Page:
Table 2

Health professionals’ attitudes (perceived benefits and concerns) towards moving genome sequencing into clinical practice

Content topicIllustrative quote
Perceived benefits
1. Improved diagnoses for patients“obviously we will get lots more diagnoses and that’s good, I think that’s good for everyone… and I think it helps, it helps for counselling, prevention, this type of things” (Participant 16, non-genetic clinician)
2. Contributions to knowledge base“It’s a technology that gives us access to, you know, vast quantities of information and if we as clinicians and scientists are able to interpret that in a meaningful way… and the more information we gather, then the easier it should be to interpret because we’ve got so many comparisons and so much more data to base our decisions on.” (Participant 18, non-genetic clinician)
3. Improved treatments for future patients“…so if we can really correlate the clinical information with the genetic information and find these markers that will allow this personalised treatment, then we have a big step forward….” (Participant 11, non-genetic clinician)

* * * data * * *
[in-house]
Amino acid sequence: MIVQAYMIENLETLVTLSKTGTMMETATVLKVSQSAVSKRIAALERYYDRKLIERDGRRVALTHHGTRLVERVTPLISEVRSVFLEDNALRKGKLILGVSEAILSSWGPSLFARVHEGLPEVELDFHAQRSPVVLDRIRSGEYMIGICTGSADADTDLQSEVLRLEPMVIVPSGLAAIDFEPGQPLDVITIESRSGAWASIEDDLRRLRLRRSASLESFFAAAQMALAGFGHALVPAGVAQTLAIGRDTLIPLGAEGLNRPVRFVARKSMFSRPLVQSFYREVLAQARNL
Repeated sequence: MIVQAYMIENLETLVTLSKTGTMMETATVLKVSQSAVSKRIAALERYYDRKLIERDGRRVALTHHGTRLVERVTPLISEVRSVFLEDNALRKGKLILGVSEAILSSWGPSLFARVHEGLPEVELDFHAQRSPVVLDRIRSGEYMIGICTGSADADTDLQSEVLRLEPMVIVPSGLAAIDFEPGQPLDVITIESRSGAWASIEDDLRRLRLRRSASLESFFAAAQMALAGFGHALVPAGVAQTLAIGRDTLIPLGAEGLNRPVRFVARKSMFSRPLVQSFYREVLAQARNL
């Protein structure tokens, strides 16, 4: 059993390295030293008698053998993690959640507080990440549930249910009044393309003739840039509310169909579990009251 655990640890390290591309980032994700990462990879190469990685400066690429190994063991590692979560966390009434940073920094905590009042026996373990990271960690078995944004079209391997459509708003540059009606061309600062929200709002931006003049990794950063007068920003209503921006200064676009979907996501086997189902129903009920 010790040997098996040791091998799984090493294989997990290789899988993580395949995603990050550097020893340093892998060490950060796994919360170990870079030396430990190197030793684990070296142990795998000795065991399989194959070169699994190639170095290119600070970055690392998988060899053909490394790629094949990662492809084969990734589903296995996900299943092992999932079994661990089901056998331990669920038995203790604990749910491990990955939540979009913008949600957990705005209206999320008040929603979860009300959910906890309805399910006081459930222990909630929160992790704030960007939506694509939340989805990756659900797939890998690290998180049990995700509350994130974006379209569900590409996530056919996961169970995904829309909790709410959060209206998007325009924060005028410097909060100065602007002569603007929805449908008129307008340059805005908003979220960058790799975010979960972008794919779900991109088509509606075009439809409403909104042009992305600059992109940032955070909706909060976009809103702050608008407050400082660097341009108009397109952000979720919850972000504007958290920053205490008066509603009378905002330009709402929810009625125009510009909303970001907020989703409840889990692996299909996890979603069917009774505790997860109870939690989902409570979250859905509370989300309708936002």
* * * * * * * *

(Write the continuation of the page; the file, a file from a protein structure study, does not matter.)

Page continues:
1. Lack of evidence“I think it’s too early to know whether or not (whole genome sequencing) should become a routine part of clinical practice. I think we’ve now got sufficient evidence that whole exome sequencing can be very useful clinically… my own view is that we shouldn’t roll out whole genome sequencing clinically until we have objective scientific evidence that it’s superior to whole exome sequencing.” (Participant 14, genetic clinician)
2. Informed consent“What concerns me is that every single member of the 100 000 genomes team has said to me that it’s an hour to do the full consent process… I think most clinicians don’t have an hour spare to be going through that with patients… I think it’s very difficult for clinicians to do that genetic counselling. I don’t think it will be done particularly well, because it certainly won’t, it will be a 5 min process.” (Participant 17, non-genetic clinician)
3. Resources for analysis and interpretation“It takes a lot of lab time to look at the data, it takes a lot of clinician time, to prepare the cases for a multidisciplinary team meeting” (Participant 13, genetic clinician)
4. Interpretation and disclosure of results“I think the problem is that other doctors think they’re trained but I don’t think they are… I’m much less confident about explanations of results… one sees all the time problems that arise because of that so results are over interpreted… so I am a bit worried about that kind of thing. Because I already see it…” (Participant 13, genetic clinician)